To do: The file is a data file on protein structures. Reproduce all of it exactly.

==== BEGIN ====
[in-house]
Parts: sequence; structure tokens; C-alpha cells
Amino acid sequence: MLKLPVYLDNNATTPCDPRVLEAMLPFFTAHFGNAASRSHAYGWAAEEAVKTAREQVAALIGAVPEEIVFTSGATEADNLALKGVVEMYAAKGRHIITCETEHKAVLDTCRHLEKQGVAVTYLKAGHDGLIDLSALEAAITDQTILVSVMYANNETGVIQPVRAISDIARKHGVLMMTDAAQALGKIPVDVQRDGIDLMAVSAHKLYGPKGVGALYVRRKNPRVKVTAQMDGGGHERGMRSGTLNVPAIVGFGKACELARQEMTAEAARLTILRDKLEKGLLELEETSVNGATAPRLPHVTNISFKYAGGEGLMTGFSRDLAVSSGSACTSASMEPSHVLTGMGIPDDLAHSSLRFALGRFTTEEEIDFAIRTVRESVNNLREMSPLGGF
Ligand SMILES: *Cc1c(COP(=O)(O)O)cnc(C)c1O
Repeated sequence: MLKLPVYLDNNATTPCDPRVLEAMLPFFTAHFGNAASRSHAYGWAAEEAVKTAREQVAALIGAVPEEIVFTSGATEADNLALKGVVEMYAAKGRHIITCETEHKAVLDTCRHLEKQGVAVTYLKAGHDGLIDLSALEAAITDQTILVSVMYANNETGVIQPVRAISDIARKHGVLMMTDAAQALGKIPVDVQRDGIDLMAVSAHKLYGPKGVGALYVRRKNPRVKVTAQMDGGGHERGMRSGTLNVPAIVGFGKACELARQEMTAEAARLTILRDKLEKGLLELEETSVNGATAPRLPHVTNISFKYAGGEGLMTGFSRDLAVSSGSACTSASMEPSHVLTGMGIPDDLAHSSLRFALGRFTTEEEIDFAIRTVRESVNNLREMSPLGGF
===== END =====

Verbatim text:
[in-house]
Parts: sequence; structure tokens; C-alpha cells
Amino acid sequence: MLKLPVYLDNNATTPCDPRVLEAMLPFFTAHFGNAASRSHAYGWAAEEAVKTAREQVAALIGAVPEEIVFTSGATEADNLALKGVVEMYAAKGRHIITCETEHKAVLDTCRHLEKQGVAVTYLKAGHDGLIDLSALEAAITDQTILVSVMYANNETGVIQPVRAISDIARKHGVLMMTDAAQALGKIPVDVQRDGIDLMAVSAHKLYGPKGVGALYVRRKNPRVKVTAQMDGGGHERGMRSGTLNVPAIVGFGKACELARQEMTAEAARLTILRDKLEKGLLELEETSVNGATAPRLPHVTNISFKYAGGEGLMTGFSRDLAVSSGSACTSASMEPSHVLTGMGIPDDLAHSSLRFALGRFTTEEEIDFAIRTVRESVNNLREMSPLGGF
Ligand SMILES: *Cc1c(COP(=O)(O)O)cnc(C)c1O
Repeated sequence: MLKLPVYLDNNATTPCDPRVLEAMLPFFTAHFGNAASRSHAYGWAAEEAVKTAREQVAALIGAVPEEIVFTSGATEADNLALKGVVEMYAAKGRHIITCETEHKAVLDTCRHLEKQGVAVTYLKAGHDGLIDLSALEAAITDQTILVSVMYANNETGVIQPVRAISDIARKHGVLMMTDAAQALGKIPVDVQRDGIDLMAVSAHKLYGPKGVGALYVRRKNPRVKVTAQMDGGGHERGMRSGTLNVPAIVGFGKACELARQEMTAEAARLTILRDKLEKGLLELEETSVNGATAPRLPHVTNISFKYAGGEGLMTGFSRDLAVSSGSACTSASMEPSHVLTGMGIPDDLAHSSLRFALGRFTTEEEIDFAIRTVRESVNNLREMSPLGGF